Anthony Bemboom was a senior at Creighton Univesity and the catcher for the Bluejays in 2012. He mentioned in conversation with his parents, Debbie and Greg, who were back home in Sauk Rapids, that he was dating a young woman from Omaha named Amy Spilker.
And, oh, Amy happened to be the reigning Miss Nebraska USA.
The Bembooms made a point to tune in to watch the Miss USA pageant for 2012 when it was held on June 3 in Las Vegas. “We wanted to make sure Anthony wasn’t imagining this young lady,” said Debbie Bemboom by phone on Sunday, and then added a wonderful laugh.
Three days after the pageant, the major league draft was concluding and Anthony was taken in the 22nd round by the Angels, the 687th player chosen — a long shot for sure, but also a chance to play pro ball.
“That was about the happiest day of Anthony’s life, and I hated to spoil it,” Debbie said. “I had no choice, though. The word was getting out on my diagnosis. I didn’t want Anthony to hear it from anyone other than me.”
The medical news that came on the same morning that Anthony was selected in the draft was that Debbie Bemboom had breast cancer and that treatment would be starting.
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Nearly seven years later, Amy Spilker — actually Bemboom, since last November — and her in-laws, Debbie and Greg, and her sister-in-law, Bailey, were at Tropicana Field on Sunday to watch the Yankees and the Tampa Bay Rays. Anthony would be catching, batting ninth and making his major league debut.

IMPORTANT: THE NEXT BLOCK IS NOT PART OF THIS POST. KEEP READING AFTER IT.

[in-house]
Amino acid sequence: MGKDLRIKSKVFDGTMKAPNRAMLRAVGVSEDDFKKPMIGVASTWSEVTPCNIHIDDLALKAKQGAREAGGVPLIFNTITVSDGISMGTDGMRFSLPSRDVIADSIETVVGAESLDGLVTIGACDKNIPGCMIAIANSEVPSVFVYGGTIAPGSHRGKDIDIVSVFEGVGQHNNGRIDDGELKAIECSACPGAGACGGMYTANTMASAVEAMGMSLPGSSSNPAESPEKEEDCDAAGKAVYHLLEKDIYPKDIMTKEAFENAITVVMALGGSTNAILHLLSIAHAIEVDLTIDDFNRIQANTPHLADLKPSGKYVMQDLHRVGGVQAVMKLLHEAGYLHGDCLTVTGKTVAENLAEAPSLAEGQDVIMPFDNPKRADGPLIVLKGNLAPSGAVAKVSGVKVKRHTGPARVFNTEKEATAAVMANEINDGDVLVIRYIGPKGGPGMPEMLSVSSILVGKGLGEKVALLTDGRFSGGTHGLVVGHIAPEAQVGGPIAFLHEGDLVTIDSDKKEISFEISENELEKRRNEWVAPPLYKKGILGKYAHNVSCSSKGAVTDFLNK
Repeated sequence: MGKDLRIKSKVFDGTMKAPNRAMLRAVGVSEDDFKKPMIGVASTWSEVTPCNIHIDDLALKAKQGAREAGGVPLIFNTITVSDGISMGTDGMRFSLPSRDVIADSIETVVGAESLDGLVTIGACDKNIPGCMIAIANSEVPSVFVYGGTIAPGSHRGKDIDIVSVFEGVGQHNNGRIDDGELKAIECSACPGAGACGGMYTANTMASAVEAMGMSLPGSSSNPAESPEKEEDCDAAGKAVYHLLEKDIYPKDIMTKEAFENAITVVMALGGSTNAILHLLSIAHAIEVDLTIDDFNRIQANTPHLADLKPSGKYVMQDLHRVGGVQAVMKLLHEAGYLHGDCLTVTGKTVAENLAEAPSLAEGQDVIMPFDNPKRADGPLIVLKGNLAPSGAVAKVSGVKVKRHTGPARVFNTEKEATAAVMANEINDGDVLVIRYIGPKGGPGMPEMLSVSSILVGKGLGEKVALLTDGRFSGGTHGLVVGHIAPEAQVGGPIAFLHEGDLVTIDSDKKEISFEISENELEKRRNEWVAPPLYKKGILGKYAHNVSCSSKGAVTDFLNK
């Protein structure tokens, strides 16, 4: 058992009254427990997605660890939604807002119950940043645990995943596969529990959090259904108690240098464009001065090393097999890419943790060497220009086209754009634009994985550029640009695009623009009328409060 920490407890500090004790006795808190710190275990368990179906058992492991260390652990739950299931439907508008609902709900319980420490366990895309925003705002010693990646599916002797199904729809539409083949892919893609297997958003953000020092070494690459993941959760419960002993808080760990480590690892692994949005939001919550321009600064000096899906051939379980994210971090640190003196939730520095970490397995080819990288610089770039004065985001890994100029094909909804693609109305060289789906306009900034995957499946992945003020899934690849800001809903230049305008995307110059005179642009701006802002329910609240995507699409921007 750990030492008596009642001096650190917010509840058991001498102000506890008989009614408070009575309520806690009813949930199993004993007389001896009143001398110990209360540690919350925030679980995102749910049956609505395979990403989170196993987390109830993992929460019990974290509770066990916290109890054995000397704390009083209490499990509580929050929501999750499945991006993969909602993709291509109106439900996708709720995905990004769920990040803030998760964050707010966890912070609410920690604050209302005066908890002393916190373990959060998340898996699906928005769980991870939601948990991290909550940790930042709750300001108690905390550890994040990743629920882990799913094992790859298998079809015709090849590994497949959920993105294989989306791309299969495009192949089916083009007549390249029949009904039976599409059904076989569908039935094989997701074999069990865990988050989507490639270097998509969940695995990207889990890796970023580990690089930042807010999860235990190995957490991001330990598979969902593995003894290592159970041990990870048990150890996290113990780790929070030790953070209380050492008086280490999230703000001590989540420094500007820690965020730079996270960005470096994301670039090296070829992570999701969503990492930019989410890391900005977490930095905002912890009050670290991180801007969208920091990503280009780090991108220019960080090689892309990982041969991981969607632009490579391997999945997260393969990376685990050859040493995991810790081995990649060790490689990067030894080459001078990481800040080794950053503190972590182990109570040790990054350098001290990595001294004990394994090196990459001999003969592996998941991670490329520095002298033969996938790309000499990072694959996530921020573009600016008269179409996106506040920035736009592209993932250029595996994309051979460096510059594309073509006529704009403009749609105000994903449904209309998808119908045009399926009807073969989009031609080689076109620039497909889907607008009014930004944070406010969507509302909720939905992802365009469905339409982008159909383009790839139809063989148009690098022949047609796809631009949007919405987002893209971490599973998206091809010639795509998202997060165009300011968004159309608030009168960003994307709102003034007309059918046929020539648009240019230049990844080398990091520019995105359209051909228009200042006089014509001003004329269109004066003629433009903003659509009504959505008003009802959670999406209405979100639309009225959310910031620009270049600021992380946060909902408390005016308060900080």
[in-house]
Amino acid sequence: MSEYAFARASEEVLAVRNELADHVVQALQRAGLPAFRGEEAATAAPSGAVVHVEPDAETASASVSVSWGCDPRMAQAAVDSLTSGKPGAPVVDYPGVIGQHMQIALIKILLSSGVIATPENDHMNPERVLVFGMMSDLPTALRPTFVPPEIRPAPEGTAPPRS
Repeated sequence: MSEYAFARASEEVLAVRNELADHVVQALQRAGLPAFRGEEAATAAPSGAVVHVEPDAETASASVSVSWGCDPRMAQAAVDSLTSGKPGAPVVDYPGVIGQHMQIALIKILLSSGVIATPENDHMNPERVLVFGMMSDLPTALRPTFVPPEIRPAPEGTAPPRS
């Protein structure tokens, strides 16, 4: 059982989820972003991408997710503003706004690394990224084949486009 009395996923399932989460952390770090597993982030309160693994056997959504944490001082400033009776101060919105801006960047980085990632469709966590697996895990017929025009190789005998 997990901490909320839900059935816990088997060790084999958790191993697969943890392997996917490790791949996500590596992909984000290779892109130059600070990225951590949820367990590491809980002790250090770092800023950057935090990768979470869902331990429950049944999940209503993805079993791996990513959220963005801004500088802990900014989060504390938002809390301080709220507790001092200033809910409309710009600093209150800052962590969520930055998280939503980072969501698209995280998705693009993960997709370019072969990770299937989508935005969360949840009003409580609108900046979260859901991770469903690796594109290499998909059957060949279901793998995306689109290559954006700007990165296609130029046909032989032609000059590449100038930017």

The Bembooms received a call from Anthony late on Thursday night that he had been called up and would be with the Rays starting on Friday. This was his eighth season in the minors, primarily as the backup catcher retained for his receiving excellence, and finally he was going to the big leagues.
“There were tears … joyous tears,” Debbie said.
Debbie, Greg and Bailey flew from Minneapolis-St. Paul. Amy flew from Durham, N.C., where she had been with her husband as he played for the Bulls, the Rays’ Class AAA affiliate.
Anthony did not play on Friday or Saturday. John Romano, a columnist for the Tampa Bay Times, talked with the Bembooms and authored an outstanding piece in anticipation of Anthony’s debut on Sunday.
At 29 years and 4 months, he would become the oldest position player to debut in the big leagues in four years. There were more tears in the Bemboom delegation, as described by Romano:
“ ‘He’s had so many friends who have been called up, and every single time, he says I’m so happy for them,’ his wife Amy said, as tears ran down her cheek at Tropicana Field on Saturday evening.”
Greg was looking back to the 20 years that he spent playing for Sauk Rapids’ townball team, and the scores of times that Anthony came along to watch or serve as a bat boy for the Cyclones.
“We also had two great summers as teammates, before Anthony went to college,” Greg said.
On Sunday, the Bembooms heard Anthony announced in the Rays lineup, and they watched him set up behind the plate to catch Blake Snell, the Cy Young Award-winning lefty; they watched him get in the batter’s box for a first at-bat in the third — and even if it became a strikeout, that was all the emotion they would have needed.
Yet, there was also this:
It was Mother’s Day, the Sunday when many big-league players use pink bats and offer other displays of pink, in a highly visible attempt to increase breast cancer awareness, and also to celebrate survivors of breast cancer.
Debbie Bemboom is one of those.
“To have us all there together on Mother’s Day, with all that pink on the field … it’s amazing that could be the timing for Anthony’s first game,” she said.